What do cities have to do with God?
Sometime around 2008, a demographic shift of historic proportions took place. For the first time in history, more than 50% of the world’s population lived in cities. The percentage of city-dwellers is projected to swell to more than 70% by 2050. While many of today’s cities concentrate wealth and power, they also house some of the most vulnerable populations and distressed communities in the world. The juxtaposition of affluence and poverty in urban areas raises questions of justice.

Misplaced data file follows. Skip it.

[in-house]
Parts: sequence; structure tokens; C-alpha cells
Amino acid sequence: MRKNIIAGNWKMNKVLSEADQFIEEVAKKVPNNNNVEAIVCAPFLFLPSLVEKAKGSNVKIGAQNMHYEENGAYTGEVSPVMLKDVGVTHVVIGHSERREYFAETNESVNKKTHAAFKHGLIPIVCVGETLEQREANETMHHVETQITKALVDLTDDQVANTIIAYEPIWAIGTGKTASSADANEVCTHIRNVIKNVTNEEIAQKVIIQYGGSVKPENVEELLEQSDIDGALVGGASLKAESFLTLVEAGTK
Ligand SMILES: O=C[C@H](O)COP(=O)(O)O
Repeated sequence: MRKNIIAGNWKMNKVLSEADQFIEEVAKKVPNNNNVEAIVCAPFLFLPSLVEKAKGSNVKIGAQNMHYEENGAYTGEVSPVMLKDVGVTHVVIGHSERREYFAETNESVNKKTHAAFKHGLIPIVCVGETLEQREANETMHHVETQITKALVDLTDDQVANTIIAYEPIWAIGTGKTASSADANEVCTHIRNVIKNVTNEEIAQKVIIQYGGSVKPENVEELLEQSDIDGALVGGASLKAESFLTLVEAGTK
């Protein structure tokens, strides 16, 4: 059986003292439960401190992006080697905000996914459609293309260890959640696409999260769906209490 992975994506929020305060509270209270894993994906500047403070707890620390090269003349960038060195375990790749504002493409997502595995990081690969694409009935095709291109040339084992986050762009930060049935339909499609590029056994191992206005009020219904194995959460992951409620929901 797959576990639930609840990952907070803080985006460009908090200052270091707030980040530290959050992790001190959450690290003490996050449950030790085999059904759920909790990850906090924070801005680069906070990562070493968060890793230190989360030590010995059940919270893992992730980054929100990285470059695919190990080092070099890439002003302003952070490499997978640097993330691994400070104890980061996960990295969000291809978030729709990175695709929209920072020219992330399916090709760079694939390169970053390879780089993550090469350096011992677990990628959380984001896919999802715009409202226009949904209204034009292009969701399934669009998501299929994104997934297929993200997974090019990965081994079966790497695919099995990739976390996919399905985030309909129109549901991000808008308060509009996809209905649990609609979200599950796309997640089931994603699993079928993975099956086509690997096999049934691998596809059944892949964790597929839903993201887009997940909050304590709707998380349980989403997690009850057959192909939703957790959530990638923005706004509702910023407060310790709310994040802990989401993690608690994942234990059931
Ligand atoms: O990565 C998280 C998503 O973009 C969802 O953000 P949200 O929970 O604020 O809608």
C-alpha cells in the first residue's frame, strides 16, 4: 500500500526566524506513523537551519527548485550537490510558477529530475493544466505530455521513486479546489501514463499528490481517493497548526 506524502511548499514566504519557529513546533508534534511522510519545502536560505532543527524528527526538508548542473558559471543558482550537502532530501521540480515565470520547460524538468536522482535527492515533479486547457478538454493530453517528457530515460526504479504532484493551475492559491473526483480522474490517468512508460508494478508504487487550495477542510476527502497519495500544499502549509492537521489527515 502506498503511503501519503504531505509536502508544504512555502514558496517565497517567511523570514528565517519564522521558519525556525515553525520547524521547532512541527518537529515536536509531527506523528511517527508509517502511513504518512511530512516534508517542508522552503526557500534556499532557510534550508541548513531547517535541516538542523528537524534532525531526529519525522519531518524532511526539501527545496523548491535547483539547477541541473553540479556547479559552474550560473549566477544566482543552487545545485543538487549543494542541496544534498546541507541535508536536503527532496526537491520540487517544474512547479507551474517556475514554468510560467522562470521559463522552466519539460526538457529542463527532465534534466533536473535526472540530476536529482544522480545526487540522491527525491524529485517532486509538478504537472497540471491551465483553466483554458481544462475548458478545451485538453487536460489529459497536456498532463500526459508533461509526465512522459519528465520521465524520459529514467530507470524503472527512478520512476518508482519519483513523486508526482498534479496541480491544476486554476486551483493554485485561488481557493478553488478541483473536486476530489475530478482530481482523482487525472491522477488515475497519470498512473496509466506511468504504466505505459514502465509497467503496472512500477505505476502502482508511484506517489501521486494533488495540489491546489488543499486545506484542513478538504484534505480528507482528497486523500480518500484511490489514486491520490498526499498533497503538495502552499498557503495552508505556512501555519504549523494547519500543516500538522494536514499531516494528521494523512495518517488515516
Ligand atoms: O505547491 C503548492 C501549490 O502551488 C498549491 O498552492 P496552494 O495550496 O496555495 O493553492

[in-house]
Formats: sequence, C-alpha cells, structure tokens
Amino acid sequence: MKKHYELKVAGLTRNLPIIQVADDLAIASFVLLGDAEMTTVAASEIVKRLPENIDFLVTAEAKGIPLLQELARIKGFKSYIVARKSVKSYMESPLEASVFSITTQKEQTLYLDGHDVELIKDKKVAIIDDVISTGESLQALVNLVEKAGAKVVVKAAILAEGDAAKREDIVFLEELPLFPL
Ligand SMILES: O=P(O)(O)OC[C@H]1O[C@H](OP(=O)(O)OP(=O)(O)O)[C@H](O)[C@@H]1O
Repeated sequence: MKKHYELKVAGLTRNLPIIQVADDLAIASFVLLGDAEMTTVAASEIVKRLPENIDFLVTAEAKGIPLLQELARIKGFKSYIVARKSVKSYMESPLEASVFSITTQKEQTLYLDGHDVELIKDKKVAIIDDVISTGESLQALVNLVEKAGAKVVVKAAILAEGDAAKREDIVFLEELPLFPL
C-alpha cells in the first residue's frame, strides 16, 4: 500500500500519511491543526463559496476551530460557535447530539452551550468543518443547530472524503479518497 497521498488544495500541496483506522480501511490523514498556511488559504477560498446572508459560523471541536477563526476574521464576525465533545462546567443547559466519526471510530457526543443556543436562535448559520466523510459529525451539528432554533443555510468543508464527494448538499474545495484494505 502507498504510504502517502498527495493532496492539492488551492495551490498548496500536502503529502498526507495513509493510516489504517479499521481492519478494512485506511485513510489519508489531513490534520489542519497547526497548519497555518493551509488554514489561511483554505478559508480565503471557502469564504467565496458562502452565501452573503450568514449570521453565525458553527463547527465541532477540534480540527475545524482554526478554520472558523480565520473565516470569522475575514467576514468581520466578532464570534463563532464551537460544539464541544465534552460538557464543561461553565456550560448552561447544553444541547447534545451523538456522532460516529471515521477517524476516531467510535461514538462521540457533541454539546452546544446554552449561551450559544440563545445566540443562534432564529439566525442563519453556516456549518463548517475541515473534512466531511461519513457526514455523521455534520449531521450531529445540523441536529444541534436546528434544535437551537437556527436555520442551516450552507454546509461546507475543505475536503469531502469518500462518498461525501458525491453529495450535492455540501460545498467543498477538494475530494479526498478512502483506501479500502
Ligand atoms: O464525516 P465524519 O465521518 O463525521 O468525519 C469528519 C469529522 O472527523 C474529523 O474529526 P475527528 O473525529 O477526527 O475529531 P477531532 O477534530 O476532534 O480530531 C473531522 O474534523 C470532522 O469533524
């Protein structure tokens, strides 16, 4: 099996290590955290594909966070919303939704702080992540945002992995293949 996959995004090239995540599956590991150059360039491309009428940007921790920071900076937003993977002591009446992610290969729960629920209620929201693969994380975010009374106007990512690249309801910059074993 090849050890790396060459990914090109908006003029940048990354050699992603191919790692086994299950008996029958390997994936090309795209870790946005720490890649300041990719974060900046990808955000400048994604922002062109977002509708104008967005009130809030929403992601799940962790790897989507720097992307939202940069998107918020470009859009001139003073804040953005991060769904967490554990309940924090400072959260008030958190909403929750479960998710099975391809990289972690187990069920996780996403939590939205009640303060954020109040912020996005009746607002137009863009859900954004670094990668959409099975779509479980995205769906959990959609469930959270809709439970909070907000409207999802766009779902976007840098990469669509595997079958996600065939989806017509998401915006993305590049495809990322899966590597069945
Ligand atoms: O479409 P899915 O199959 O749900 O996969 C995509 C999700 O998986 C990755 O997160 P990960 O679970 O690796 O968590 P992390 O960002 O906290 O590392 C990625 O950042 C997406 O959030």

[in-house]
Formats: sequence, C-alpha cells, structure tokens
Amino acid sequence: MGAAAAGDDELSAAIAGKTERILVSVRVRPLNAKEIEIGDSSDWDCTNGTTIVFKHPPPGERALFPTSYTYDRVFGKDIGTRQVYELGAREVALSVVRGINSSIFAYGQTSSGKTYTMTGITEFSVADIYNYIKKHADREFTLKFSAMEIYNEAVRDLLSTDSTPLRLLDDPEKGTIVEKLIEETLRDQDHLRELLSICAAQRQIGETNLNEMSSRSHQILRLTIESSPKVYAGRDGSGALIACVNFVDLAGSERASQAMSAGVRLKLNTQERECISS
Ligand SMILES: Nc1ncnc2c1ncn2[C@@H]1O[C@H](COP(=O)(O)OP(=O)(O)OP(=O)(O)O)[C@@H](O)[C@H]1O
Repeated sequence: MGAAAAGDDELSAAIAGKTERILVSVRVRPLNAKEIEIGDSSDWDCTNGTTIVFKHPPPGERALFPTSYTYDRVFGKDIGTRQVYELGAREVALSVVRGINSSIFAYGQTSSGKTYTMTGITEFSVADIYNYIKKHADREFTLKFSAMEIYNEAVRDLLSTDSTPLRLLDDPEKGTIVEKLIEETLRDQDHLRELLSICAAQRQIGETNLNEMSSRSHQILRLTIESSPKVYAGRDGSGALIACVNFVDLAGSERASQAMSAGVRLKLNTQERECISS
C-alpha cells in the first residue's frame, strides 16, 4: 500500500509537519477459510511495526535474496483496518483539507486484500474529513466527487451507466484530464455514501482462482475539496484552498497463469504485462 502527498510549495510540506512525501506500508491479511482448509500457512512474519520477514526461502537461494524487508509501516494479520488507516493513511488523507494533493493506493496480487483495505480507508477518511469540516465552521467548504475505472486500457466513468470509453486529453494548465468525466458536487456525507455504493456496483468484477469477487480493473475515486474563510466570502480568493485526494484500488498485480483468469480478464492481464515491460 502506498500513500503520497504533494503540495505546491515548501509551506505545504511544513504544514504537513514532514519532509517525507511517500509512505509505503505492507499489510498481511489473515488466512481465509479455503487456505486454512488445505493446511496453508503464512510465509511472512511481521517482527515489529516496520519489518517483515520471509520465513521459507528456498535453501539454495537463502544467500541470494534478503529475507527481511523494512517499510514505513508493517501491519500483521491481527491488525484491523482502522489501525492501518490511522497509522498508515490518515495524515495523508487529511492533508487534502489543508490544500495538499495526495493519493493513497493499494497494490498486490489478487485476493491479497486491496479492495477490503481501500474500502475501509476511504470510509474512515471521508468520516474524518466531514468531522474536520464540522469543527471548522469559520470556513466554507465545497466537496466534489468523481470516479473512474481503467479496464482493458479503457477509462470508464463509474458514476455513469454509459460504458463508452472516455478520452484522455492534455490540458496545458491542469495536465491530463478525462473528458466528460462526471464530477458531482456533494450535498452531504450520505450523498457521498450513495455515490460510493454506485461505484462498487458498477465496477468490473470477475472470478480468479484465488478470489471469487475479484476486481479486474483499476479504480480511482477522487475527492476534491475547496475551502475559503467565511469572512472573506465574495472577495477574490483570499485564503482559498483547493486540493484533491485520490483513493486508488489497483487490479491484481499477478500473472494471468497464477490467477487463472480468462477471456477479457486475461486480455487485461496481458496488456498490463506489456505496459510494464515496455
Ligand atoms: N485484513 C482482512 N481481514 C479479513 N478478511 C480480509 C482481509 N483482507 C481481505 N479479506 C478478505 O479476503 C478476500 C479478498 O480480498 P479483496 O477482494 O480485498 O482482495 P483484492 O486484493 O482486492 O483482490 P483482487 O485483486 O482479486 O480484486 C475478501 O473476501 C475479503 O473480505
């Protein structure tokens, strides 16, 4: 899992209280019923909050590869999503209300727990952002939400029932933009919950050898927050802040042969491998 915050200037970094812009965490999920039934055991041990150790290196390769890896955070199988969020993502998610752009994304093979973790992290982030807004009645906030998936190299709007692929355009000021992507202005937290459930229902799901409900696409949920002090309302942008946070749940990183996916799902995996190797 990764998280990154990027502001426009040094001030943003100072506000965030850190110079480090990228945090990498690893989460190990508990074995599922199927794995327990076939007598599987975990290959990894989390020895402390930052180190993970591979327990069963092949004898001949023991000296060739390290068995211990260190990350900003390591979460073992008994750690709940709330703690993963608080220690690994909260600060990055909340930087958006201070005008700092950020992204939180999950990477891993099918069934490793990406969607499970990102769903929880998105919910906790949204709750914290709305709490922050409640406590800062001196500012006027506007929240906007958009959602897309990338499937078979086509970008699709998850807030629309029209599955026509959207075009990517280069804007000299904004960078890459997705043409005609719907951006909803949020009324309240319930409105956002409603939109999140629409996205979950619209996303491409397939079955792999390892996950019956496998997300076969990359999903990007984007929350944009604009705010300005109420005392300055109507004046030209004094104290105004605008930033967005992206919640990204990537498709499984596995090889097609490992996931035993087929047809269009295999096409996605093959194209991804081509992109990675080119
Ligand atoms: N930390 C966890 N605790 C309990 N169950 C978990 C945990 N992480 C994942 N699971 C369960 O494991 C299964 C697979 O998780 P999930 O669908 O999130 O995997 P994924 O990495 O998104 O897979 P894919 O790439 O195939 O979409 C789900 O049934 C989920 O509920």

Urban studies and political science professor Noah J. Toly guides us toward cultivating two types of responses: the prophetic on one hand, emphasising important distinctions between one city and another; and the apocalyptic on the other hand, emphasising the infinite distance between any city and the City of God.
Ultimately, “Cities of Tomorrow and the City to Come” – part of Zondervan’s Ordinary Theology Series – clarifies an important truth: the city and its institutions can make meaningful improvements in the lives of its citizens, but it is not the source of Christian hope. This outlook is all the more needed as the influence of today’s global megacities reaches to the ends of the earth.